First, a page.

The Ofrenda or ‘offering of flowers’ to the Virgen de los Desamparados (Our Lady of the Forsaken) is another memorable part of Las Fallas. For two complete days and late into the nights, thousands and thousands of carefully coordinated falla groups pass through streets that have been sectioned off for their use.
Each group is made up of beautifully gowned falleras (ladies) carrying flowers for the offering, as well as falleros (gentlemen) and chicos (children) each dressed in traditional costumes and accompanied by bands and music as they parade through the streets of Valencia. When they reach the Plaza de la Virgen, emotional tears can often be seen on the lady’s cheeks as they lay their bouquet offerings at the feet of the patron saint of Valencia. They then parade back through town to their original starting point – their fallas.
We too made our way into the Plaza, and like last year, hundreds of bouquets of flowers had already been used to decorate the 45-foot tall wooden structure that represents the Virgin. It is an inspiring site to see and the entire square is filled with the scent of fresh and fragrant flowers.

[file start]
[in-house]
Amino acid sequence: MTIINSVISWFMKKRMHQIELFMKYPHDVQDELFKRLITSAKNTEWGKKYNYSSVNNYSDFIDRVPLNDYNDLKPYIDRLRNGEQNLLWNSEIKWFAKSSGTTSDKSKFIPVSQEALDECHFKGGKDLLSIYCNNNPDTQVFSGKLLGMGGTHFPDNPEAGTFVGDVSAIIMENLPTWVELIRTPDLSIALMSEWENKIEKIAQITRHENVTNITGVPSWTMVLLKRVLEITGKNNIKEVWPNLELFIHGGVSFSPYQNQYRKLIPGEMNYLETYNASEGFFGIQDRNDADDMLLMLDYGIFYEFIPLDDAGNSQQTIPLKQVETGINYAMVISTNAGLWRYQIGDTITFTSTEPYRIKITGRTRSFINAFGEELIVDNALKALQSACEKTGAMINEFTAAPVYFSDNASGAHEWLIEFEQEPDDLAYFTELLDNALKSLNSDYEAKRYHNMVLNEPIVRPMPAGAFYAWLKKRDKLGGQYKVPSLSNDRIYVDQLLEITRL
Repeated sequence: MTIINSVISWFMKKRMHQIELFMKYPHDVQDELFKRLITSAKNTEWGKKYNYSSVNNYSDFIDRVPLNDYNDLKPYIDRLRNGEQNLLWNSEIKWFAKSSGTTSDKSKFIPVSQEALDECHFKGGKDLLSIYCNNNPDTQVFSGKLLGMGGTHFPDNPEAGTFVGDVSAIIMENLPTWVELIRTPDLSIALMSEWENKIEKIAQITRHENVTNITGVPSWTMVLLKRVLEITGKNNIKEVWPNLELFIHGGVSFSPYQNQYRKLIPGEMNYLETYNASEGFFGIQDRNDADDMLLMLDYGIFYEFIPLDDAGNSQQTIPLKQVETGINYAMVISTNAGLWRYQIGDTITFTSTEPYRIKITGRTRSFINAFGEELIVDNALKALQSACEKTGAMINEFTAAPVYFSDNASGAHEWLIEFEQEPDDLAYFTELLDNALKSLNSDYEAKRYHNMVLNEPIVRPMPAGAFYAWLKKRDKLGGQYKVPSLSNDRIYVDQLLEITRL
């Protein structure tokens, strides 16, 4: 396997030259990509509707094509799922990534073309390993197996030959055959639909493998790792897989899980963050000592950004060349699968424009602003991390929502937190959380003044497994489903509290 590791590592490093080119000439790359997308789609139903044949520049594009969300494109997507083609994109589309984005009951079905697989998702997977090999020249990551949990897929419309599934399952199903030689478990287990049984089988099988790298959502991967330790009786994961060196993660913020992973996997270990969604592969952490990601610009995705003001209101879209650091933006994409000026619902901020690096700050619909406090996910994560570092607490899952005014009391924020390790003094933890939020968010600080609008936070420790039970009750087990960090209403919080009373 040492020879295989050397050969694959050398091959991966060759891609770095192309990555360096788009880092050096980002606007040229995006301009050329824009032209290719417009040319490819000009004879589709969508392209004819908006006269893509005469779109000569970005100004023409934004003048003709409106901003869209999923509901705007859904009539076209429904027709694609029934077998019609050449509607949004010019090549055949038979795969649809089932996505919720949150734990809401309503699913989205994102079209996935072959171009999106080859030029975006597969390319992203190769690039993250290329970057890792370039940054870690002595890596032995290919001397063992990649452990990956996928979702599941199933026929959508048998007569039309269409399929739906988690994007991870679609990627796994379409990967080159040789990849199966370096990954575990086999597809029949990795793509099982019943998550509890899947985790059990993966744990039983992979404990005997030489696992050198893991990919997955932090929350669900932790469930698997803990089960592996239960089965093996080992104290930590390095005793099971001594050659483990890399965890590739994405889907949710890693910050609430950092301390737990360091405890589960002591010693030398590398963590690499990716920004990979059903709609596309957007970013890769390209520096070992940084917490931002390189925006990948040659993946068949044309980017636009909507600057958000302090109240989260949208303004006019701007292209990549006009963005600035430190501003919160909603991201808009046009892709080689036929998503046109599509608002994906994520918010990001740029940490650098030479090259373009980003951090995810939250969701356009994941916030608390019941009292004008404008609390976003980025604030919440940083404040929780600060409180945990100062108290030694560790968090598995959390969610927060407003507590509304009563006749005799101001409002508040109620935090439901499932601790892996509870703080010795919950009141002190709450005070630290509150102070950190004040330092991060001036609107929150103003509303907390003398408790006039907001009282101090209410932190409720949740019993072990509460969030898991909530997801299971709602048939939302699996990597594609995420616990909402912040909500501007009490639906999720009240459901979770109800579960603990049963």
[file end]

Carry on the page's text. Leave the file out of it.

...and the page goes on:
Nit del Foc – (Night of Fire)
The Valèncians have a saying – our passion for fire is only surpassed by our passion for gunpowder. We can attest to that, and it is especially evident during Las Fallas. The daily organized mascletàs, the random mascletàs, nighttime fireworks, not to mention children carrying around special wooden boxes, the size of lunch boxes, chock full of various pyrotechnics. The crackle and boom of fireworks is continual. It took a bit of getting used to seeing children, seemingly unsupervised, lighting and setting off fireworks, tossing the fireworks into the streets startling the unsuspecting passersby.
The largest, most impressive display however, begins at 1:30 am on the morning of March 19, the final ‘night’ before the ‘la cremàs’ when the spectacular “Nit del Foc” fireworks fills the skies over València. This year we were able to be comfortably ensconced in our hotel room and still enjoy the magnificent display from our windows.
It is said that everyone should come to Las Fallas at least once in a lifetime although, there is so much to see and do, once may not be enough.
¡Vamos a Las Fallas!
Salud from these valencianos,
Ted & Julia